Mmmmmm, I remember that warm Sunday dinner coziness from when I was growing up. I’ve gotta preorder Jenny’s book and get that meatloaf recipe!
i love the meatloaf teaser too.
And FYI – The photo above is turkey meatloaf, the recipe in the book, Andy’s mom’s, calls for beef. Either way: killer.
Sunday dinner does bring up all sorts of fond memories and a desire for a hearty satisfying food (aka comfort food). Lately we have been eating lots of roasts with roasted vegetables and gravy on Sundays… we have been blaming it on Downton Abbey.
This meal looks absolutely perfect! Growing up, we sometimes we had a roast waiting in the oven, thanks to the new fangled circa 1968 oven timer. Other times we stopped for sandwiches at the country store on the way home from church (doughy white rolls, roast beef, salt, pepper and very little else). But always Sunday afternoon was all about Science Fiction Theater and awful-wonderful classics like Day of the the Triphids. I think maybe your meatloaf and cheesy potatoes are the healthier option. Can’t wait for the book to come out.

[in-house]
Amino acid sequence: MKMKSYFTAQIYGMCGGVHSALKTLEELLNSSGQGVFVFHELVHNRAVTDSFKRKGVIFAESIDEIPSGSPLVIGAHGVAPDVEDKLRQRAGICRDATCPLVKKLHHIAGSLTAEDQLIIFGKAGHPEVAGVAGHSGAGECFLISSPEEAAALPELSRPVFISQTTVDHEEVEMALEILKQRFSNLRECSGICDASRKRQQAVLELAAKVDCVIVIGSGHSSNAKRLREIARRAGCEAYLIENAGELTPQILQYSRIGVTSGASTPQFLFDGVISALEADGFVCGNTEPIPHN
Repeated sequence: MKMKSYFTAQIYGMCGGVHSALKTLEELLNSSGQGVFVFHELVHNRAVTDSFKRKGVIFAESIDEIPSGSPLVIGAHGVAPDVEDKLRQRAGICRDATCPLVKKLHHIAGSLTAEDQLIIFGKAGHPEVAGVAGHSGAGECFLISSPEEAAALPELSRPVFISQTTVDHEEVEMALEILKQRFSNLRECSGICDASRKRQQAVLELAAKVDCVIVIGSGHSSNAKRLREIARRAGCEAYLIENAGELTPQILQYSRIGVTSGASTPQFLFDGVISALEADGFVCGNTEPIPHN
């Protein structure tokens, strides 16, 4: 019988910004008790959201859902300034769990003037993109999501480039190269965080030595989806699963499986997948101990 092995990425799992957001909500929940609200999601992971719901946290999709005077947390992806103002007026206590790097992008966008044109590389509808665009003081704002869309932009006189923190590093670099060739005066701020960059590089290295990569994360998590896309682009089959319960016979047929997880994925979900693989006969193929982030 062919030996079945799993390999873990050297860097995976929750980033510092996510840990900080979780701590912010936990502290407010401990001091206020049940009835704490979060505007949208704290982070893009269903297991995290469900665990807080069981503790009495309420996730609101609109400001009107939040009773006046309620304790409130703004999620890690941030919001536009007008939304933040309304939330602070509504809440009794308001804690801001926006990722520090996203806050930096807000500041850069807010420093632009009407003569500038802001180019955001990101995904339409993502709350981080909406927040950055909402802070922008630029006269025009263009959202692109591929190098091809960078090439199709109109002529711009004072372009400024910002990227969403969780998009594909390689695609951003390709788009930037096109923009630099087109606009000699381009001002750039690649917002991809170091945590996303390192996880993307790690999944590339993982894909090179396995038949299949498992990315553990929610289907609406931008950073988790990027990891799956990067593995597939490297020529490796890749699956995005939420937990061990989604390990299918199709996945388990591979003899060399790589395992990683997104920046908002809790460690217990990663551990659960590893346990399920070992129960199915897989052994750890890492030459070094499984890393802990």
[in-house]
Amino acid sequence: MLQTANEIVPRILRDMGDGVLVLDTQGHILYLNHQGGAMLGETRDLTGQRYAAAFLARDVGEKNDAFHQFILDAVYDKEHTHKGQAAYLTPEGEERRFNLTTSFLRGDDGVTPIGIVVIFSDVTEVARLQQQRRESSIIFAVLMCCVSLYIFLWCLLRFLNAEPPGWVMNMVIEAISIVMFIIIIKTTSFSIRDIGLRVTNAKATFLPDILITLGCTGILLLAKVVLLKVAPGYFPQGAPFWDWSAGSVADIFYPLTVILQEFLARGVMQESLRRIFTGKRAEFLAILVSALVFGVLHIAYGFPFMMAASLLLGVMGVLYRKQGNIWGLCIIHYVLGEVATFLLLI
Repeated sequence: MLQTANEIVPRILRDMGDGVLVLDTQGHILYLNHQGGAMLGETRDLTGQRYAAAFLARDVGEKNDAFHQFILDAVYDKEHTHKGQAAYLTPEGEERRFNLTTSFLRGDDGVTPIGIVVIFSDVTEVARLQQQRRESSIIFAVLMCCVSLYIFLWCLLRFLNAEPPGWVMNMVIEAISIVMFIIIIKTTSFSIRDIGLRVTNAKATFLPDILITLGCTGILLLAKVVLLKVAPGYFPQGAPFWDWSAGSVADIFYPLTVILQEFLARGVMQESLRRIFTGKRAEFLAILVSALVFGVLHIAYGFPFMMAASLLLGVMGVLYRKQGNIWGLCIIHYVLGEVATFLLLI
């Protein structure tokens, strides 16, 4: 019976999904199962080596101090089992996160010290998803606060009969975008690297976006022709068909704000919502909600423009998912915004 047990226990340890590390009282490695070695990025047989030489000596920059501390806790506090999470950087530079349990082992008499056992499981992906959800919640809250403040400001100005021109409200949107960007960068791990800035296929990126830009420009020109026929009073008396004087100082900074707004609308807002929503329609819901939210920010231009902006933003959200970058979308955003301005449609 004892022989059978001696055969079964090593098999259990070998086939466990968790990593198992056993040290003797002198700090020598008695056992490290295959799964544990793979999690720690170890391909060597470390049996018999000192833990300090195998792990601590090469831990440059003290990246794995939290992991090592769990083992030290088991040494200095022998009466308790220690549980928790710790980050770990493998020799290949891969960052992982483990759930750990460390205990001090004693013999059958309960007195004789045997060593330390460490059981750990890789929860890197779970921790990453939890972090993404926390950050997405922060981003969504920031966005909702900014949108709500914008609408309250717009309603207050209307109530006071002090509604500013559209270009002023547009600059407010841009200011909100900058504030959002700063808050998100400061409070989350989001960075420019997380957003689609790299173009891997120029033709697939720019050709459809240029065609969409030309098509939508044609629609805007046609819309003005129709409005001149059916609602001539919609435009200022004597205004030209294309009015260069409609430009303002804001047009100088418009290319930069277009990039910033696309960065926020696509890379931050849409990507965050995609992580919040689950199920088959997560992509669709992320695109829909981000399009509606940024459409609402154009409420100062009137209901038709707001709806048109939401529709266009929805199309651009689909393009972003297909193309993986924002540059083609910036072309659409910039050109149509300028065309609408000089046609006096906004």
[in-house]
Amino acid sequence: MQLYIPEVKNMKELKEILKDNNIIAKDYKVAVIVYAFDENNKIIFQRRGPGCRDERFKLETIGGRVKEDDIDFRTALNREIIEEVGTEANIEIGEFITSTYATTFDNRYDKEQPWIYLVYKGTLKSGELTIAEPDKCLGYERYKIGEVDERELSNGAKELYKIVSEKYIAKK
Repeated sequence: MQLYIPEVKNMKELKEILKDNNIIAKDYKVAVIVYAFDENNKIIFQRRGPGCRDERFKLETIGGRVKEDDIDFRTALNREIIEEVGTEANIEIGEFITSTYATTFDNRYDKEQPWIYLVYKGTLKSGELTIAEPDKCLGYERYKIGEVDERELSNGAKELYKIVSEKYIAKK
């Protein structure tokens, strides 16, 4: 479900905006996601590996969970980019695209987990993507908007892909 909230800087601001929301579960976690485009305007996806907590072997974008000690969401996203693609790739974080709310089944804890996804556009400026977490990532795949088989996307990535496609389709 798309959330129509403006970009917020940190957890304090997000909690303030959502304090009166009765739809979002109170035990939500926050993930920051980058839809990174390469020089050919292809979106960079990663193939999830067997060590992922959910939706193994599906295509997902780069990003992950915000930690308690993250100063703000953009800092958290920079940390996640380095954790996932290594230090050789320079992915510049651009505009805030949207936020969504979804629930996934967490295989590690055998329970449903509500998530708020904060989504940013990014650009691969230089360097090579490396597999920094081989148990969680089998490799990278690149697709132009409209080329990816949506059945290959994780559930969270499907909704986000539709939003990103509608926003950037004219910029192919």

I am a HUGE fan of Sunday dinner. Although I’m also a huge fan of ‘comfort food.’ To me, they go hand in hand – something to take the edge off the approaching Monday morning rush.
OMG! I haven’t had potatoes like that in a long time. I know what I want now. Although we’re Sunday soup people. Tonight’s soup is Chicken Tortilla soup. I roasted a chicken this morning to use the breast meat for the soup. Can’t wait. Although now I see how I could make those potatoes and have it with the chicken. Maybe we’ll do that for the leftover chicken tomorrow.
Your dinner looks so delicious and well balanced. I just had dinner but your plate is making me hungry. Love your Potatoes au Gratin recipe.
AND THANK YOU! I was going to search for an au gratin recipe for Easter and you solved that issue for me here. 🙂 Yeah.
Made the potatoes on Sunday–LOVED.
Felt less guilty using milk and it was every bit as delicious.
Only thing…I used half the cayenne and it was still too spicy for the kids….is it really meant to be 1 tsp?
Lisa – A good point about the cayenne. I think you can go anywhere from 1/4 to 1/2 and be good. We adjusted above. Thank you so much for the feedback!
I cannot wait to try this — I’ve been making a Nigella Lawson recipe for potato gratin which calls for boiling the potatoes in milk first, but I find that end result is mushy potato. My mom does not pre-cook her potatoes for gratin and it always turns out great — I’m going to try yours out ASAP 🙂
I’m looking for the meatloaf recipe in the book, but only find your friend, Emily’s, recipe (page 20) Is there another one in th book? I want the family hand-me-down recipe!
i made these potatoes last night–a weeknight!–for my husband’s birthday (along with a steak and salad). it was a huge hit with my husband and child. definitely putting this one in the “keeper” column!
also would like the family meatloaf recipe, but i have enjoyed the one from the book (emily’s).